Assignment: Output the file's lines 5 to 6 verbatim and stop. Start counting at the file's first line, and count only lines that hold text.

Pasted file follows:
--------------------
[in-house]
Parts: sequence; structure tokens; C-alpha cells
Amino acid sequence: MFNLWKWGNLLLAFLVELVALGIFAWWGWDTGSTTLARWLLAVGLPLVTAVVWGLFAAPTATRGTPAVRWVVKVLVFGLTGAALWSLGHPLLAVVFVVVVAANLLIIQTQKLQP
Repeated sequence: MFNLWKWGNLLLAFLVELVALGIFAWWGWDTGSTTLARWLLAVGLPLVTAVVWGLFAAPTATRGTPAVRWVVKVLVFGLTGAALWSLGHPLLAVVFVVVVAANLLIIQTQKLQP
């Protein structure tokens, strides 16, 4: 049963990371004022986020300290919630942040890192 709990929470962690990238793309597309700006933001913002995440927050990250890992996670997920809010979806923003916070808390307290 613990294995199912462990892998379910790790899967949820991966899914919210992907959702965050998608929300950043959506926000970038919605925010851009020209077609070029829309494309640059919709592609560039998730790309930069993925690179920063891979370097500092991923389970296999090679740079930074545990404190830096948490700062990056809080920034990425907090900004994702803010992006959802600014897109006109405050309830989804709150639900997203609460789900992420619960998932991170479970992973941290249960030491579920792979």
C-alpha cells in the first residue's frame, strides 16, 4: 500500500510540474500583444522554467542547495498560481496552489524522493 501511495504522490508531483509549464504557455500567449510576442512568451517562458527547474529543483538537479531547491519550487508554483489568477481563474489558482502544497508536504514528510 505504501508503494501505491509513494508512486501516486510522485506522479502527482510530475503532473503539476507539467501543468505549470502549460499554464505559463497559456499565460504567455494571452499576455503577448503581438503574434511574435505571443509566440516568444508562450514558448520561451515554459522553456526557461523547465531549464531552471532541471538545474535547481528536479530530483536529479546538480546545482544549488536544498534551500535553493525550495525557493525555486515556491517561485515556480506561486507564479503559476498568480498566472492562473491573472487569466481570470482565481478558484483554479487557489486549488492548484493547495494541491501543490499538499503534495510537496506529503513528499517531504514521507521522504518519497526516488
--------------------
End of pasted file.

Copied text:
């Protein structure tokens, strides 16, 4: 049963990371004022986020300290919630942040890192 709990929470962690990238793309597309700006933001913002995440927050990250890992996670997920809010979806923003916070808390307290 613990294995199912462990892998379910790790899967949820991966899914919210992907959702965050998608929300950043959506926000970038919605925010851009020209077609070029829309494309640059919709592609560039998730790309930069993925690179920063891979370097500092991923389970296999090679740079930074545990404190830096948490700062990056809080920034990425907090900004994702803010992006959802600014897109006109405050309830989804709150639900997203609460789900992420619960998932991170479970992973941290249960030491579920792979």
C-alpha cells in the first residue's frame, strides 16, 4: 500500500510540474500583444522554467542547495498560481496552489524522493 501511495504522490508531483509549464504557455500567449510576442512568451517562458527547474529543483538537479531547491519550487508554483489568477481563474489558482502544497508536504514528510 505504501508503494501505491509513494508512486501516486510522485506522479502527482510530475503532473503539476507539467501543468505549470502549460499554464505559463497559456499565460504567455494571452499576455503577448503581438503574434511574435505571443509566440516568444508562450514558448520561451515554459522553456526557461523547465531549464531552471532541471538545474535547481528536479530530483536529479546538480546545482544549488536544498534551500535553493525550495525557493525555486515556491517561485515556480506561486507564479503559476498568480498566472492562473491573472487569466481570470482565481478558484483554479487557489486549488492548484493547495494541491501543490499538499503534495510537496506529503513528499517531504514521507521522504518519497526516488